There is much in connection with horse railroads that will doubtless be brought before you. You will then discover a great diversity of opinion about what has been done and what you are required to do; and while I can give you no information upon this much agitated subject, I think it proper to state generally my own views. I consider horse railroads a necessity for the convenience and economy of the general public whose interests you are here to watch over and protect; that, in all applications for new franchises or extension of privileges, the wants of the city should be carefully considered. If a railroad is wanted, the franchise or privilege should be granted, with a clear understanding of the terms on which it is granted, and that these terms should never be changed; that the responsible company offering to carry passengers for the lower fare should be preferred; that said company should pay their fair proportion for making or repairing the streets on which their rails are laid; that the city should never receive any direct profit from said roads, but that all the profit offered by the corporators should go the citizens who use them, and that you will never think yourselves justified in granting a charter for more than twenty years.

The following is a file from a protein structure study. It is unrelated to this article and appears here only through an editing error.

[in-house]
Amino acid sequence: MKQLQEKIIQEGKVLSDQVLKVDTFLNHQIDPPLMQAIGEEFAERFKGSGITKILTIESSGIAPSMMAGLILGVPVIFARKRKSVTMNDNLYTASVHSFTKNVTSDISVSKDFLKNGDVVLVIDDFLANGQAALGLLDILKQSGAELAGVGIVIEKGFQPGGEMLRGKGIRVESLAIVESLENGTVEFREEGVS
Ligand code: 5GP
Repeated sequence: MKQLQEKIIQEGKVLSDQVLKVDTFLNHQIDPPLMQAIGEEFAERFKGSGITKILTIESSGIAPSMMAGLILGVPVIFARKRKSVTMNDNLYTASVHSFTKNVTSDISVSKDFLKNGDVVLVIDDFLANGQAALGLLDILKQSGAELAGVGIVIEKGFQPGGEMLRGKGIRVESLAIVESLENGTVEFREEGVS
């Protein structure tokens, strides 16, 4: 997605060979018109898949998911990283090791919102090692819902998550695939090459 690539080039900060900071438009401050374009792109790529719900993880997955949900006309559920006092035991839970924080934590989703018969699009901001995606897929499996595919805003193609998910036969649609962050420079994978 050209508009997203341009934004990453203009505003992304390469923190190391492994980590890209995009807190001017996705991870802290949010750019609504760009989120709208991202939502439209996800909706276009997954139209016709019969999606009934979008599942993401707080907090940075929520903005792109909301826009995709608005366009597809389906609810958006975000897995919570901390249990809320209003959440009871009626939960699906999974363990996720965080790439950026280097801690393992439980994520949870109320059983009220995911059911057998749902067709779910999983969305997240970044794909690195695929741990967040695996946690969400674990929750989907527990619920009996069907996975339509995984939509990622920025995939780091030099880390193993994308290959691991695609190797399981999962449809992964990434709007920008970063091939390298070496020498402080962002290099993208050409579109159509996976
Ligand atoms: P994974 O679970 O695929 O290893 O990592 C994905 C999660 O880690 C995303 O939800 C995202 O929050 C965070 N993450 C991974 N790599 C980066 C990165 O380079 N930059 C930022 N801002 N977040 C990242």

One word about committees. If I have made mistakes in the appointments that I shall announce to you, in placing gentlemen on one committee that could render better service on another, I shall deeply regret it, and I hope you will all heartily join in helping the city out the difficulty, by doing the very best in the places allotted to you. I have acted solely for the general good and with very limited knowledge.
Gentlemen, the duties of this Council embrace all things appertaining to the liberty, security and comfort of the citizen. Beginning with the power to raise money, for the enforcement of the law, for his protection, and ending with jurisdiction over the cemetery in which he is buried. I have, doubtless, omitted many things that should have been brought to your notice, and have said much more about others than was necessary, but you by wise action can mend all that, as we deal with things, not words. I feel, as I am sure you do, the importance of the duties devolving upon us, and I trust that we will all be careful that our strength shall not beget our weakness. If party is ever to be mentioned here, and I hope this is the only time that I shall refer to it, you will bear in mind that a very large majority of you were elected by one party. You will therefore be able to carry any measure that you may unite upon, and for that reason, above all others, you should be calm, careful and conscientious in the discharge of every duty, lest the strength you possess to do right may betray you into doing wrong.
Gentlemen, the commencement of our official life is shrouded in gloom—the world is appalled, our nation is in mourning; let us all here, as upon an altar, cast aside now and forever all passionate exaggerations, all asperities, all exacerbations, and keep our minds on those cardinal points, devotion to our country, to humanity and justice, with a constant effort for the right, so that when our days are ended, this city’s voice may justly proclaim of each of us—he did his duty.
- Chicago Common Council. Journal of the Proceedings, May 3, 1865.